Unfortunately, Rainloop doesn’t have the largest user base, and its documentation leaves something to be desired. Even the installation instructions should be more detailed to help less experienced users make Rainloop their detail email client.

3. Mailpile

Mailpile started in 2014 as a response to Edward Snowden’s 2013 disclosures, which revealed numerous global surveillance programs, many of them run by the NSA and the Five Eyes Intelligence Alliance with the cooperation of telecommunication companies and European governments.

Mailpile can be easily installed on just about any device—from your laptop to the Raspberry Pi. Because Mailpile is supported entirely by donations, there are not intrusive and potentially dangerous ads to worry about, and your privacy is protected at all times using state-of-the-art encryption.

Even when the people behind Mailpile were just putting together a list of features the client should have, they already knew that Mailpile must perform better than popular email services in order to be attractive. It’s now clear that they’ve succeeded in achieving their goal and created what might just be the snappiest email client ever.

4. Squirrelmail

Initially released in 1999, Squirrelmail has been around for a very, very long time. Because it’s been around for so long and developed so conservatively, it falls behind all other email clients on this list in terms of its design and user experience.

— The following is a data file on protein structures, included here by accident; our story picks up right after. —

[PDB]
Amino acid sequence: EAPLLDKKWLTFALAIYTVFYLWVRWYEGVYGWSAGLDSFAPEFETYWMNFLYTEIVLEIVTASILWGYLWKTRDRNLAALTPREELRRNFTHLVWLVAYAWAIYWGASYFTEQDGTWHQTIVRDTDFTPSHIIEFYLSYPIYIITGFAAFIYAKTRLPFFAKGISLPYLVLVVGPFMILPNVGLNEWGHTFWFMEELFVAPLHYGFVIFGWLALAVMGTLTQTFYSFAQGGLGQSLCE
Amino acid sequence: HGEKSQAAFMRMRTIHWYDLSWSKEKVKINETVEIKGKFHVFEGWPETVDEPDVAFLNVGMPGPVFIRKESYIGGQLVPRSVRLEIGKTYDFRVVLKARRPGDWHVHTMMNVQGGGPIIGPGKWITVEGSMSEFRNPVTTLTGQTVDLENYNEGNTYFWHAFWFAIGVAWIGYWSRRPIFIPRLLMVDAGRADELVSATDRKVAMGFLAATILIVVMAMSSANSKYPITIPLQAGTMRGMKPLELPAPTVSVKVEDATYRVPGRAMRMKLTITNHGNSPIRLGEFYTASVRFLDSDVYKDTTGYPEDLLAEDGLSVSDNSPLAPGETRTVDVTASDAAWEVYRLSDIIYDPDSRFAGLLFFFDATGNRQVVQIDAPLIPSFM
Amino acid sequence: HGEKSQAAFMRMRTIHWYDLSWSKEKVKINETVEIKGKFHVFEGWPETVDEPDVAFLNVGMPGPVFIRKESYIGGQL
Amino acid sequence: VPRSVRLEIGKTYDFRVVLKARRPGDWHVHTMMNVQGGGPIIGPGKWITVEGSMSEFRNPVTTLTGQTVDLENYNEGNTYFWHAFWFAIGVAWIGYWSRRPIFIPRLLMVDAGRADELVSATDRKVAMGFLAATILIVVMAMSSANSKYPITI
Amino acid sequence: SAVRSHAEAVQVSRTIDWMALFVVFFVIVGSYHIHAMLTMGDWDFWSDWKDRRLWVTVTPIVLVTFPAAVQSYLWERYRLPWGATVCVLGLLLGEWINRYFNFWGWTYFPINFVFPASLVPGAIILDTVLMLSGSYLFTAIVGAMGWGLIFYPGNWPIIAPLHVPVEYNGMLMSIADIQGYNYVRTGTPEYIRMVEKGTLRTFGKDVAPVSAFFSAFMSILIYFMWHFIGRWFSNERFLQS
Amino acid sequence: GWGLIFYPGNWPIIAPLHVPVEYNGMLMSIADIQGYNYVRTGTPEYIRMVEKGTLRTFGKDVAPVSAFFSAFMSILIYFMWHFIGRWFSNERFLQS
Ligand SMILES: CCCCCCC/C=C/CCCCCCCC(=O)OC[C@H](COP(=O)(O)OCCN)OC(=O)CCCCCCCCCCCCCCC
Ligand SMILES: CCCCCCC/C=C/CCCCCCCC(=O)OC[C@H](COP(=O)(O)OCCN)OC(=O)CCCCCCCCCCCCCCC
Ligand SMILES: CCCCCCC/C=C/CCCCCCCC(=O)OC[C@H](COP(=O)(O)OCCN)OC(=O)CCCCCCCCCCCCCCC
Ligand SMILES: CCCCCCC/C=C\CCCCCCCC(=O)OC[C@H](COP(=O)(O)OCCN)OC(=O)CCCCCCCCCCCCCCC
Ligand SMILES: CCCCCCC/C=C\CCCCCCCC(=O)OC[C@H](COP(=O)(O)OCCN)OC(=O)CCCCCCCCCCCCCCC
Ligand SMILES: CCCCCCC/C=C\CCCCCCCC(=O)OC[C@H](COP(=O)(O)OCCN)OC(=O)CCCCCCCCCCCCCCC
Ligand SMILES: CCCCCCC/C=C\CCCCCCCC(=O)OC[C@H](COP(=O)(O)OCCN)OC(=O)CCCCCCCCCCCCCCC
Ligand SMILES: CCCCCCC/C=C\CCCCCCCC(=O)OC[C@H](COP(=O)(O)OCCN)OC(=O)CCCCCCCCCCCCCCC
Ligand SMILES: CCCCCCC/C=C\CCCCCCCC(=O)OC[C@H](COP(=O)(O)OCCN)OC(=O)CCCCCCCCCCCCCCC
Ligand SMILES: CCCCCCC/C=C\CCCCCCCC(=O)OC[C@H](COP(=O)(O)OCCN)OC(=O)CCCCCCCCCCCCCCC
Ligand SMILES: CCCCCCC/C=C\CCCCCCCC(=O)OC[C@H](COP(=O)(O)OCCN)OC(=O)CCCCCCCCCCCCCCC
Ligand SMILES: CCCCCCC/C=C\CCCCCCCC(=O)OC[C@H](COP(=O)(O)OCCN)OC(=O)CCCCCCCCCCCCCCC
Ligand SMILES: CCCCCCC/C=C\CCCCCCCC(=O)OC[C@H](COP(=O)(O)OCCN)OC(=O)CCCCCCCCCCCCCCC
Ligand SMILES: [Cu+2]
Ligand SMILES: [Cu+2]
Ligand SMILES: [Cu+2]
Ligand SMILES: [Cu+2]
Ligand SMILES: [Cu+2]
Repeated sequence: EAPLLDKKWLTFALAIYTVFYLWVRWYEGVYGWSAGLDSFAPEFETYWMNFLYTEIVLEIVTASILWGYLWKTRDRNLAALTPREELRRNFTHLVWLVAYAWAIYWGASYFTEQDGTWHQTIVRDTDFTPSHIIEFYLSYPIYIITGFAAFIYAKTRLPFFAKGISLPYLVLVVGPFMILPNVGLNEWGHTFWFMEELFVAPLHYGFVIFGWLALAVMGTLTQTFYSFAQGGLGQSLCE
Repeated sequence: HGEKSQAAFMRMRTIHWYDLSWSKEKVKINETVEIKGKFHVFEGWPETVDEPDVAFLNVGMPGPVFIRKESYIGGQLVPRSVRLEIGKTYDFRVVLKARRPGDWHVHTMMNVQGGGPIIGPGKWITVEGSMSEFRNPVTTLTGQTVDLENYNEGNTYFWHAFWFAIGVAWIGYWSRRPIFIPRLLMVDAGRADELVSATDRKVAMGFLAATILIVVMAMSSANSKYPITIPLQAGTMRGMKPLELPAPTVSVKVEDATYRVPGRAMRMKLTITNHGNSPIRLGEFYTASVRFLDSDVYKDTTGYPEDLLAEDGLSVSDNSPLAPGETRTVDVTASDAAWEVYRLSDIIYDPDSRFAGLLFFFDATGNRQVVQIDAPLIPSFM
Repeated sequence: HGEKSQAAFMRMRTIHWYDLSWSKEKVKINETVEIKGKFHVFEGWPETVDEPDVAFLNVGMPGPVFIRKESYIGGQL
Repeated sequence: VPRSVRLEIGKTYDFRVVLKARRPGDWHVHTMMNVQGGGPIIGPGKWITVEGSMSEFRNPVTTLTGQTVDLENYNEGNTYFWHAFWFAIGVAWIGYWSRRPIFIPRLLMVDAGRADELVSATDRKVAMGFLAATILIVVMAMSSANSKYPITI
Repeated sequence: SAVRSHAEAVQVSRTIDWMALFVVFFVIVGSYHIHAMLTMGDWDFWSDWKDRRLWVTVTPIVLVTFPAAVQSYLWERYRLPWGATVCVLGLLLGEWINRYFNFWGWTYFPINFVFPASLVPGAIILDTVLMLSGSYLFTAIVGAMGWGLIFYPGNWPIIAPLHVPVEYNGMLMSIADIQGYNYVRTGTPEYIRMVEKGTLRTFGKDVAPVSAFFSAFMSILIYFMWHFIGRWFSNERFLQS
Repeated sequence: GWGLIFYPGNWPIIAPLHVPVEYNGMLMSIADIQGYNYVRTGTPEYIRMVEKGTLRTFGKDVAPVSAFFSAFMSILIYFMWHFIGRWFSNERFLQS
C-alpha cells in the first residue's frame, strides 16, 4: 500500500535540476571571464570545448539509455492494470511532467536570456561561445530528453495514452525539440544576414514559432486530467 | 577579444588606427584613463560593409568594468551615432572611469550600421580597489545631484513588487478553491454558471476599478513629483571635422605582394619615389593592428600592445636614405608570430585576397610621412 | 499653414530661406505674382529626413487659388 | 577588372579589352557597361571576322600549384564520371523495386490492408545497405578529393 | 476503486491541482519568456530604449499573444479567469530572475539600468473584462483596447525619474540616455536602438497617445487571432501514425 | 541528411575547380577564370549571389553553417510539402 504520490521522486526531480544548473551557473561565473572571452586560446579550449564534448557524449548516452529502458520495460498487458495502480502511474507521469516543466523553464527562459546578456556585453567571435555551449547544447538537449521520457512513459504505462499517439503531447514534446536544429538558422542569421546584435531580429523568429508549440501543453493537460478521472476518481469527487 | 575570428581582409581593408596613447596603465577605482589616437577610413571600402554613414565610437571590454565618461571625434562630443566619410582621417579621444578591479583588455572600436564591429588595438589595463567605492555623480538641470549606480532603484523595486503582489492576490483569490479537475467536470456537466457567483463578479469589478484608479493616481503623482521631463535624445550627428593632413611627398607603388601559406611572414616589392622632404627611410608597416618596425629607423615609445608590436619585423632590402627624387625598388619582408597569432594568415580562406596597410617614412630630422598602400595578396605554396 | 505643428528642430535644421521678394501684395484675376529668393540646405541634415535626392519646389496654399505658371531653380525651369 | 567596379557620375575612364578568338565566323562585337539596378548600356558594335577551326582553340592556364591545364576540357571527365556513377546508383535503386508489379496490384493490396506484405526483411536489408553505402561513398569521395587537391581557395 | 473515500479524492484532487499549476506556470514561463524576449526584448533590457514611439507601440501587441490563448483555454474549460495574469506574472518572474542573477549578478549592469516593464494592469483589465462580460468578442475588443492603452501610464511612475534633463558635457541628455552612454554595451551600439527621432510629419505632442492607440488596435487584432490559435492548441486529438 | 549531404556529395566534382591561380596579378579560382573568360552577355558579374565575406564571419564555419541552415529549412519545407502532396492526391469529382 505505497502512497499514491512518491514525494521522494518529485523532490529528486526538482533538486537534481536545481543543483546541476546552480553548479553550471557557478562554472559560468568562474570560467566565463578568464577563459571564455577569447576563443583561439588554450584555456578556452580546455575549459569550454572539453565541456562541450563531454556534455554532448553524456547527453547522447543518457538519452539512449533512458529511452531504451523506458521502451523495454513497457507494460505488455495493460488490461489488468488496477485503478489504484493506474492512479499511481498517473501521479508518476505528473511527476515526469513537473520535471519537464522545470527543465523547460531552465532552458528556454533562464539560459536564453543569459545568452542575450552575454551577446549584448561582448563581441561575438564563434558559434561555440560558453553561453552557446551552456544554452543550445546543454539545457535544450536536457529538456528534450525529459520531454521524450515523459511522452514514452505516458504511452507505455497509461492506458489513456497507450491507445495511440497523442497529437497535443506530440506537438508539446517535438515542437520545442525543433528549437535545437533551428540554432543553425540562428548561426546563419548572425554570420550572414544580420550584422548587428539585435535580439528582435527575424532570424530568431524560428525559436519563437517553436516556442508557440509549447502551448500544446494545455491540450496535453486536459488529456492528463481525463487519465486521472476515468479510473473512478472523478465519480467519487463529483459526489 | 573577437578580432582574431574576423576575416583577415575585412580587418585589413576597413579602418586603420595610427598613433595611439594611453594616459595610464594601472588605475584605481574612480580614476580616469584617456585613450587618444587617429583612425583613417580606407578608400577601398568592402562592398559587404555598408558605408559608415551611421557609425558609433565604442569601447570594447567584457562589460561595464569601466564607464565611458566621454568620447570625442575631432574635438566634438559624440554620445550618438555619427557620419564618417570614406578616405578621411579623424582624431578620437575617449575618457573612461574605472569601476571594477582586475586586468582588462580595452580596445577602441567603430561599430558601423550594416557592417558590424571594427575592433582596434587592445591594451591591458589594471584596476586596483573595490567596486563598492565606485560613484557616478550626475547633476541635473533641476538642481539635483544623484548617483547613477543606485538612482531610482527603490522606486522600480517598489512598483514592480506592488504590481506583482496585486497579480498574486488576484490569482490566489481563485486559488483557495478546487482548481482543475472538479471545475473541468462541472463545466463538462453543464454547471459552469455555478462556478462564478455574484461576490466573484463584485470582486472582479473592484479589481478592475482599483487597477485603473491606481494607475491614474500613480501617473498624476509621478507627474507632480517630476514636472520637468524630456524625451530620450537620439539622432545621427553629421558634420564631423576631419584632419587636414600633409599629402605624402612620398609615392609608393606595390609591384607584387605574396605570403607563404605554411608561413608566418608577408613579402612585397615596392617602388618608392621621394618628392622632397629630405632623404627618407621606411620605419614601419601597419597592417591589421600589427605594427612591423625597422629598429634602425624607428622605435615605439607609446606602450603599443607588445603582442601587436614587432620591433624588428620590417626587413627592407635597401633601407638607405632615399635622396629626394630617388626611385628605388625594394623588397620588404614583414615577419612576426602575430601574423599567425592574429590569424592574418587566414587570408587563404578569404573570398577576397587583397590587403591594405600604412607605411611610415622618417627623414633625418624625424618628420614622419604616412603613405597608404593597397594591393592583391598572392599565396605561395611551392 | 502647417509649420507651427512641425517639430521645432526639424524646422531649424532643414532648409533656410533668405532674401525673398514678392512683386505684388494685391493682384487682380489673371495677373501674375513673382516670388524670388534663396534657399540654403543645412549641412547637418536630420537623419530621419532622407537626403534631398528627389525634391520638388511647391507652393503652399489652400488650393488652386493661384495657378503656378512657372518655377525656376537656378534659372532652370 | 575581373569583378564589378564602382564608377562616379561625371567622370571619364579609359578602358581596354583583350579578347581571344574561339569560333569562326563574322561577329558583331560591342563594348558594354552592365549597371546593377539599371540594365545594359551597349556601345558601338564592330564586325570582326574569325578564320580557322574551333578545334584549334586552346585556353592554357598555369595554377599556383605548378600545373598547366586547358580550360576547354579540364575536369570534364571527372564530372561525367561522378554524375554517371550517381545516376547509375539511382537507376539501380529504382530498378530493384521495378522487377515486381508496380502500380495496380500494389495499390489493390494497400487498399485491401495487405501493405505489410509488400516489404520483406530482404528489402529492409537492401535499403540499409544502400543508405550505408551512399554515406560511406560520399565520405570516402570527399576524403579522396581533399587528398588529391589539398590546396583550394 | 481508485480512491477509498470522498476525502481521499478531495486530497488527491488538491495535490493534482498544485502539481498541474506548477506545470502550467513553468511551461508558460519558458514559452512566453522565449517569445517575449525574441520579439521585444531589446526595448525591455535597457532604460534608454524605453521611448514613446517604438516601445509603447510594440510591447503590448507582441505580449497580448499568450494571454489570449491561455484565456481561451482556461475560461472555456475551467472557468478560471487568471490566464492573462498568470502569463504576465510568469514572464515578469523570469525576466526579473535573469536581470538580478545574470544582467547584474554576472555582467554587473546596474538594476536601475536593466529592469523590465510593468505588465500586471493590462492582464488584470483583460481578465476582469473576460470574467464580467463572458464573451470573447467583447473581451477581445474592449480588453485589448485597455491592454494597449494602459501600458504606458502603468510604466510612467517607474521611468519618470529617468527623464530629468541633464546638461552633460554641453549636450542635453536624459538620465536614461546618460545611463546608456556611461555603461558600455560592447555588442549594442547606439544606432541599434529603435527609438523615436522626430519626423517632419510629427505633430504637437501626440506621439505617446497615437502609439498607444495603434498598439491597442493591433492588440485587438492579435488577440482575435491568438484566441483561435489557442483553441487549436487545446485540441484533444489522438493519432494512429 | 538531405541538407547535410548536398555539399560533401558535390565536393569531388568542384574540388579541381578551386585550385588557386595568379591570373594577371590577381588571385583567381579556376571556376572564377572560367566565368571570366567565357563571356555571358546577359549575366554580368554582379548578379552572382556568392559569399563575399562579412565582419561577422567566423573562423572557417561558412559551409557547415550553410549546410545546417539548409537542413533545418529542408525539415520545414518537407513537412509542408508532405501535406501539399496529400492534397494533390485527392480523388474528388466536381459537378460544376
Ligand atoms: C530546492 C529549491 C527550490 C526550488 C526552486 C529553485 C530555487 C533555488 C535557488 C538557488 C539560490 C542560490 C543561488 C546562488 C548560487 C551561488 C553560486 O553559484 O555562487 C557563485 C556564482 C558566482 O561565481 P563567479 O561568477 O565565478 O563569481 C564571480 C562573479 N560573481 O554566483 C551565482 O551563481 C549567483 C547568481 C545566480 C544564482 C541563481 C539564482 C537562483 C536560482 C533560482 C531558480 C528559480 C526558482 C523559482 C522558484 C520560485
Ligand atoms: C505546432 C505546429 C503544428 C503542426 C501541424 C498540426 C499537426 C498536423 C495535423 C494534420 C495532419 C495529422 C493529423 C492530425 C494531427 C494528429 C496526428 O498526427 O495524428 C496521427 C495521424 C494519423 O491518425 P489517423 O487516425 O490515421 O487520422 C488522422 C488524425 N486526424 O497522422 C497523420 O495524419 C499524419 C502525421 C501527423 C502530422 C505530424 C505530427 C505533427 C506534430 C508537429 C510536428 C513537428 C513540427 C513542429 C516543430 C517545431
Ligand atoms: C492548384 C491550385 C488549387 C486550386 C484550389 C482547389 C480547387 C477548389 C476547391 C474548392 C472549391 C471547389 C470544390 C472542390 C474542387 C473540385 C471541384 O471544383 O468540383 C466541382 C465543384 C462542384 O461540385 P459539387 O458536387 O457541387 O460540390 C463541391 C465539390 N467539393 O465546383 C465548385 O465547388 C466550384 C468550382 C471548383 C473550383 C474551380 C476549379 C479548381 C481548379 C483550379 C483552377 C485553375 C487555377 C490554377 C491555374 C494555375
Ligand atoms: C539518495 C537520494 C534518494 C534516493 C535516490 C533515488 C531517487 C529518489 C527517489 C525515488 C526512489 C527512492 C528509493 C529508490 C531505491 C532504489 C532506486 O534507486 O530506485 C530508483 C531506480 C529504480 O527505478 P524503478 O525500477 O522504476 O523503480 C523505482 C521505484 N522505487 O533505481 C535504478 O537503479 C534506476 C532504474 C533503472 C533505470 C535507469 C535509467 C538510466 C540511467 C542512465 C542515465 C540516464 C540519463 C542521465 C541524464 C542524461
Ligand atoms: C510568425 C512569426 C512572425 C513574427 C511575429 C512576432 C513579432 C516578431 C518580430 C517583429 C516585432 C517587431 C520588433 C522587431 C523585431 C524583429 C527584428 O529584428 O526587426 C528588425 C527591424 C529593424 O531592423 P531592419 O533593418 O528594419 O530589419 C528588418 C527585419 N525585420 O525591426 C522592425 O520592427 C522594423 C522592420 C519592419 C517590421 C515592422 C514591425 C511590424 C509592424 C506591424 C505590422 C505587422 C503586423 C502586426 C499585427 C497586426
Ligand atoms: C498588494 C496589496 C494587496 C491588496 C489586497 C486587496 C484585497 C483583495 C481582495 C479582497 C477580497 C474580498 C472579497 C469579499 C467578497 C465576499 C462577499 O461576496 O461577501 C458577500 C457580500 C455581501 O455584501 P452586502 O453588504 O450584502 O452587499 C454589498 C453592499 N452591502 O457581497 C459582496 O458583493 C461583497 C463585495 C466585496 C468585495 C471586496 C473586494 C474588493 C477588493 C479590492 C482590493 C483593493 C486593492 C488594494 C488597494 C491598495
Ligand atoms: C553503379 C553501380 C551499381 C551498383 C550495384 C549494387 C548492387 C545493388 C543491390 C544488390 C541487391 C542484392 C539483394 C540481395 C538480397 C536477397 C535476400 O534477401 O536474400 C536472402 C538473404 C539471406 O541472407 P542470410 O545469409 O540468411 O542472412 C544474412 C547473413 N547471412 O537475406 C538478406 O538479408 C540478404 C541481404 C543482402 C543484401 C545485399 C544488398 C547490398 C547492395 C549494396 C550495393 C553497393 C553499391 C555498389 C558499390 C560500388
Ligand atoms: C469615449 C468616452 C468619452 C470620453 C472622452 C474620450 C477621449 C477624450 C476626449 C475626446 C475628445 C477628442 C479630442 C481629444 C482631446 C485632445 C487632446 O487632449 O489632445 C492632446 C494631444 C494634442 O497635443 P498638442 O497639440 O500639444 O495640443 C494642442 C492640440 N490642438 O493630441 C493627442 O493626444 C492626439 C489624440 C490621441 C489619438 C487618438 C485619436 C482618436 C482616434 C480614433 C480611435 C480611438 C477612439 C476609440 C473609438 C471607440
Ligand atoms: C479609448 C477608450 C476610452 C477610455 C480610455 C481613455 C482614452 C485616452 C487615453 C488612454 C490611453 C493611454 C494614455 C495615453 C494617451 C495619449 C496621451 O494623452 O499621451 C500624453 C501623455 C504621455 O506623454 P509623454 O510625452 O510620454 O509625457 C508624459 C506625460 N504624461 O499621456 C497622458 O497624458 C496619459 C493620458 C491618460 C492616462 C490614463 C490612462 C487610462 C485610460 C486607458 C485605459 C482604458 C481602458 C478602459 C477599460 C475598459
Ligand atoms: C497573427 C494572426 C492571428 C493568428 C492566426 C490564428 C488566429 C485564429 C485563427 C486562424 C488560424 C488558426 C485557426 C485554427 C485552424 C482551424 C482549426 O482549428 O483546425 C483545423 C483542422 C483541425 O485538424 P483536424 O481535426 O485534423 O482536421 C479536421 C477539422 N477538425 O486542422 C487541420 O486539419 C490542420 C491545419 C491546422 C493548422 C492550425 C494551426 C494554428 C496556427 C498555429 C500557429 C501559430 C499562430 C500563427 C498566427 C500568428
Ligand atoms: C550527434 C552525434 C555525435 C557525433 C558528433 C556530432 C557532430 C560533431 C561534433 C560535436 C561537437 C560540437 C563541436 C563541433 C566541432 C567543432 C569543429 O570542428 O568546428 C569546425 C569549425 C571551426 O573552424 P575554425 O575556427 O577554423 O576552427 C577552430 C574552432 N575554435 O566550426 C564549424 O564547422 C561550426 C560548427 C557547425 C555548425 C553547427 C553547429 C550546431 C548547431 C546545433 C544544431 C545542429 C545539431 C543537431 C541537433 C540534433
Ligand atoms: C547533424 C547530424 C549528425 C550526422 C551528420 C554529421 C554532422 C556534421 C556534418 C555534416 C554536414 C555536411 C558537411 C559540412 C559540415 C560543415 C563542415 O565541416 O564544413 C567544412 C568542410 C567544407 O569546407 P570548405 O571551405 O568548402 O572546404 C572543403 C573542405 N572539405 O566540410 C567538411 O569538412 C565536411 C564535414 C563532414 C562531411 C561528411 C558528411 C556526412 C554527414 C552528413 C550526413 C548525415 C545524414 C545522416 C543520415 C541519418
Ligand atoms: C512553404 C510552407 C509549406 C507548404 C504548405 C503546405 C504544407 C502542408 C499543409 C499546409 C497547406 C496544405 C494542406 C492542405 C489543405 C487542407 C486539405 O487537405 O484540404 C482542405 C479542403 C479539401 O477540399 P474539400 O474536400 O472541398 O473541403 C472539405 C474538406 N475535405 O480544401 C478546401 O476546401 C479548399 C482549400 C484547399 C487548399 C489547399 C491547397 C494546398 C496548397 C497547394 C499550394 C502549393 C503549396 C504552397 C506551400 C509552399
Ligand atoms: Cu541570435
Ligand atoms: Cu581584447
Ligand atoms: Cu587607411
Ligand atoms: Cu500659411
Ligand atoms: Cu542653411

There are, however, several good reasons why so many organizations still swear by Squirrelmail: it’s available for any platform supporting PHP, including Linux, FreeBSD, macOS, and the server variants of Microsoft Windows, and there are over 200 third-party plugins available for download from the SquirrelMail website that extend the client’s functionality.

If you’re looking for an email client that just works and likely doesn’t have any major security flaws, Squirrelmail is still just as good of a choice as it was when it was first released nearly two decades ago.

5. Horde Mail

Horde Mail is an email client belonging to the Horde groupware, which rests on the Horde framework. The purpose of the framework is to provide all the elements required for rapid web application development of standards-based applications capable of using existing platforms and backends.

Other applications that rely on the Horde framework include Ingo (an email filter rules manager), Sork (a collection of four account management modules), Kronolith (a calendar application), Mnemo (a note manager), Nag (a multiuser task list manager), Turba (a contact manager), and several others.